The funders had no role in study design, data collection and interpretation, or the decision to submit the work for publication.

Reviewing Editor

  1. Miles P Davenport, University of New South Wales, Australia

Publication history

  1. Preprint posted: November 30, 2020 (view preprint)
  2. Received: June 17, 2021
  3. Accepted: July 1, 2022
  4. Accepted Manuscript published: August 8, 2022 (version 1)
  5. Version of Record published: September 12, 2022 (version 2)

Copyright

© 2022, Huisman et al.

This article is distributed under the terms of the Creative Commons Attribution License permitting unrestricted use and redistribution provided that the original author and source are credited.

Metrics

  • 618
    Page views
  • 200
    Downloads
  • 7
    Citations

Article citation count generated by polling the highest count across the following sources: PubMed Central, Crossref, Scopus.

Download links

A two-part list of links to download the article, or parts of the article, in various formats.

Downloads (link to download the article as PDF)

Open citations (links to open the citations from this article in various online reference manager services)

Cite this article (links to download the citations from this article in formats compatible with various reference manager tools)

  1. Jana Sanne Huisman
  2. Jérémie Scire
  3. Daniel C Angst
  4. Jinzhou Li
  5. Richard A Neher
  6. Marloes H Maathuis
  7. Sebastian Bonhoeffer
  8. Tanja Stadler
(2022)
Estimation and worldwide monitoring of the effective reproductive number of SARS-CoV-2
eLife 11:e71345.
https://doi.org/10.7554/eLife.71345
  1. Further reading

Further reading

    1. Epidemiology and Global Health
    2. Microbiology and Infectious Disease
    James A Watson, Robert J Commons ... Nicholas J White
    Research Article Updated

    Tafenoquine is a newly licensed antimalarial drug for the radical cure of Plasmodium vivax malaria. The mechanism of action and optimal dosing are uncertain. We pooled individual data from 1102 patients and 72 healthy volunteers studied in the pre-registration trials. We show that tafenoquine dose is the primary determinant of efficacy. Under an Emax model, we estimate the currently recommended 300 mg dose in a 60 kg adult (5 mg/kg) results in 70% of the maximal obtainable hypnozoiticidal effect. Increasing the dose to 7.5 mg/kg (i.e. 450 mg) would result in 90% reduction in the risk of P. vivax recurrence. After adjustment for dose, the tafenoquine terminal elimination half-life, and day 7 methaemoglobin concentration, but not the parent compound exposure, were also associated with recurrence. These results suggest that the production of oxidative metabolites is central to tafenoquine’s hypnozoiticidal efficacy. Clinical trials of higher tafenoquine doses are needed to characterise their efficacy, safety and tolerability.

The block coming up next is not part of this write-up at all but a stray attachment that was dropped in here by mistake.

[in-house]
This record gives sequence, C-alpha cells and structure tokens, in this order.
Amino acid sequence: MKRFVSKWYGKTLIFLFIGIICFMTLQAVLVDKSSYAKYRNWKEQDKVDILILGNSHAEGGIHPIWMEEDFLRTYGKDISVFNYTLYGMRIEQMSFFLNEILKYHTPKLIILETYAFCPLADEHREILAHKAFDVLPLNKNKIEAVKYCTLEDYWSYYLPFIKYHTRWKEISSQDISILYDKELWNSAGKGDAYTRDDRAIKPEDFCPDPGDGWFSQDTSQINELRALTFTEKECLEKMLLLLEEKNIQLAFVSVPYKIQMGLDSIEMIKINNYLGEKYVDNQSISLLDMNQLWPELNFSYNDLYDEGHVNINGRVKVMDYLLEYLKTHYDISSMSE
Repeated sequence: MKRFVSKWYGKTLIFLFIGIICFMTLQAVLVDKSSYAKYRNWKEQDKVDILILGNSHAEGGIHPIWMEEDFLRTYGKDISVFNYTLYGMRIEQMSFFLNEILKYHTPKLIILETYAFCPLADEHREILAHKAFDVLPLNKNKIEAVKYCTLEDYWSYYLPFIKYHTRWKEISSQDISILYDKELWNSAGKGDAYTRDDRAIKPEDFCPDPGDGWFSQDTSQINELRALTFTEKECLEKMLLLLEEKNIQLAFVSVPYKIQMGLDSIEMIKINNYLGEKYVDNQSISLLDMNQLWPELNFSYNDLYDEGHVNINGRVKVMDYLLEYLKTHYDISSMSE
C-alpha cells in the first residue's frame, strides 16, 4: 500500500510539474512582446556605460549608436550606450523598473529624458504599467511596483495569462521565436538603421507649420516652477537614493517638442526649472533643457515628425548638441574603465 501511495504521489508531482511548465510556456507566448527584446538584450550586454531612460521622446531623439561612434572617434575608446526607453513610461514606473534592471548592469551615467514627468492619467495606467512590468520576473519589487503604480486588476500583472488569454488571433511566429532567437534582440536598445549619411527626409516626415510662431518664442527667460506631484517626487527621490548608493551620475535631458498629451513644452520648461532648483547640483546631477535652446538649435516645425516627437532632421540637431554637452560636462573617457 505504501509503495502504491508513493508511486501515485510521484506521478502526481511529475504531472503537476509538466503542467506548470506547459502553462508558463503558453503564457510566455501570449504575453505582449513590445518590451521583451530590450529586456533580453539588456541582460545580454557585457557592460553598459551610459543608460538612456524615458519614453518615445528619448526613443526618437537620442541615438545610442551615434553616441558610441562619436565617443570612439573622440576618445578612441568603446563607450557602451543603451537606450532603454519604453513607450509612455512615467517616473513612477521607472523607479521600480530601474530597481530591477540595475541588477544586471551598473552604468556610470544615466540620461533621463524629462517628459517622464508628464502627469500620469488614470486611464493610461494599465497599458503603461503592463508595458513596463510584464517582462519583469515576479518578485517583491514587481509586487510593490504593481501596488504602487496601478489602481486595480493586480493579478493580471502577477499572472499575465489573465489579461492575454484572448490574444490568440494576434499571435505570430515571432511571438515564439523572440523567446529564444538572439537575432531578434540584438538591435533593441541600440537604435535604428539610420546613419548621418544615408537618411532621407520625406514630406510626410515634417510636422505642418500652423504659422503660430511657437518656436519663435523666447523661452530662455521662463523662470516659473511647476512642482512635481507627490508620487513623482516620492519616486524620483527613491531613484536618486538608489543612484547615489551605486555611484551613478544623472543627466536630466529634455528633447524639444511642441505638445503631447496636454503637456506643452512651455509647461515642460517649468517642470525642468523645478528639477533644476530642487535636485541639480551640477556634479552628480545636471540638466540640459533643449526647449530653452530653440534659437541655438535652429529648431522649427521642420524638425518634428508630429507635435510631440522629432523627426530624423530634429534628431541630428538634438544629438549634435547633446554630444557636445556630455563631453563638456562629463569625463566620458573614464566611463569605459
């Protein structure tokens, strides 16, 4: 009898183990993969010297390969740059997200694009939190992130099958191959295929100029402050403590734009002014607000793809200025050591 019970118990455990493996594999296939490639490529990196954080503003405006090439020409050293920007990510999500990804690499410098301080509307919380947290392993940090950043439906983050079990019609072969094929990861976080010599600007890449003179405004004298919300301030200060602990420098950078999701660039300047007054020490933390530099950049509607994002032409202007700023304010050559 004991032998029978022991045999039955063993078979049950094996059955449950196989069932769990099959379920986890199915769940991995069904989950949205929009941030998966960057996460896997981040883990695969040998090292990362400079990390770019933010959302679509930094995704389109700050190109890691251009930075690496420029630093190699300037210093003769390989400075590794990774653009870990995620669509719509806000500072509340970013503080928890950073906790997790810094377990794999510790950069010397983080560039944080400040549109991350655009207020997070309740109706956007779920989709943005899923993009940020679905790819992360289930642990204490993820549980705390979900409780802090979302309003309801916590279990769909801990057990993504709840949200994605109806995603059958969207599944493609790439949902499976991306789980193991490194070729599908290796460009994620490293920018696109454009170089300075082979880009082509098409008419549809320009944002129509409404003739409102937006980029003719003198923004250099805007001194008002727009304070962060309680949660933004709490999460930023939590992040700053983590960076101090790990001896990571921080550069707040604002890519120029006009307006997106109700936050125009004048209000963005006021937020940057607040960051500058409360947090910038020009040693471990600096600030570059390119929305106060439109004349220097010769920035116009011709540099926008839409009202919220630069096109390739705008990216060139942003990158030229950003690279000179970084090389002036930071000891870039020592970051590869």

1. Epidemiology and Global Health
    2. Medicine
    Qing Shen, Huan Song ... Unnur Valdimarsdóttir
    Research Article Updated

    Background:

    The association between cardiovascular disease (CVD) and selected psychiatric disorders has frequently been suggested while the potential role of familial factors and comorbidities in such association has rarely been investigated.

    Methods:

    We identified 869,056 patients newly diagnosed with CVD from 1987 to 2016 in Sweden with no history of psychiatric disorders, and 910,178 full siblings of these patients as well as 10 individually age- and sex-matched unrelated population controls (N = 8,690,560). Adjusting for multiple comorbid conditions, we used flexible parametric models and Cox models to estimate the association of CVD with risk of all subsequent psychiatric disorders, comparing rates of first incident psychiatric disorder among CVD patients with rates among unaffected full siblings and population controls.

    Results:

    The median age at diagnosis was 60 years for patients with CVD and 59.2% were male. During up to 30 years of follow-up, the crude incidence rates of psychiatric disorder were 7.1, 4.6, and 4.0 per 1000 person-years for patients with CVD, their siblings and population controls. In the sibling comparison, we observed an increased risk of psychiatric disorder during the first year after CVD diagnosis (hazard ratio [HR], 2.74; 95% confidence interval [CI], 2.62–2.87) and thereafter (1.45; 95% CI, 1.42–1.48). Increased risks were observed for all types of psychiatric disorders and among all diagnoses of CVD. We observed similar associations in the population comparison. CVD patients who developed a comorbid psychiatric disorder during the first year after diagnosis were at elevated risk of subsequent CVD death compared to patients without such comorbidity (HR, 1.55; 95% CI, 1.44–1.67).

    Conclusions:

    Patients diagnosed with CVD are at an elevated risk for subsequent psychiatric disorders independent of shared familial factors and comorbid conditions. Comorbid psychiatric disorders in patients with CVD are associated with higher risk of cardiovascular mortality suggesting that surveillance and treatment of psychiatric comorbidities should be considered as an integral part of clinical management of newly diagnosed CVD patients.

    Funding:

    This work was supported by the EU Horizon 2020 Research and Innovation Action Grant (CoMorMent, grant no. 847776 to UV, PFS, and FF), Grant of Excellence, Icelandic Research Fund (grant no. 163362-051 to UV), ERC Consolidator Grant (StressGene, grant no. 726413 to UV), Swedish Research Council (grant no. D0886501 to PFS), and US NIMH R01 MH123724 (to PFS).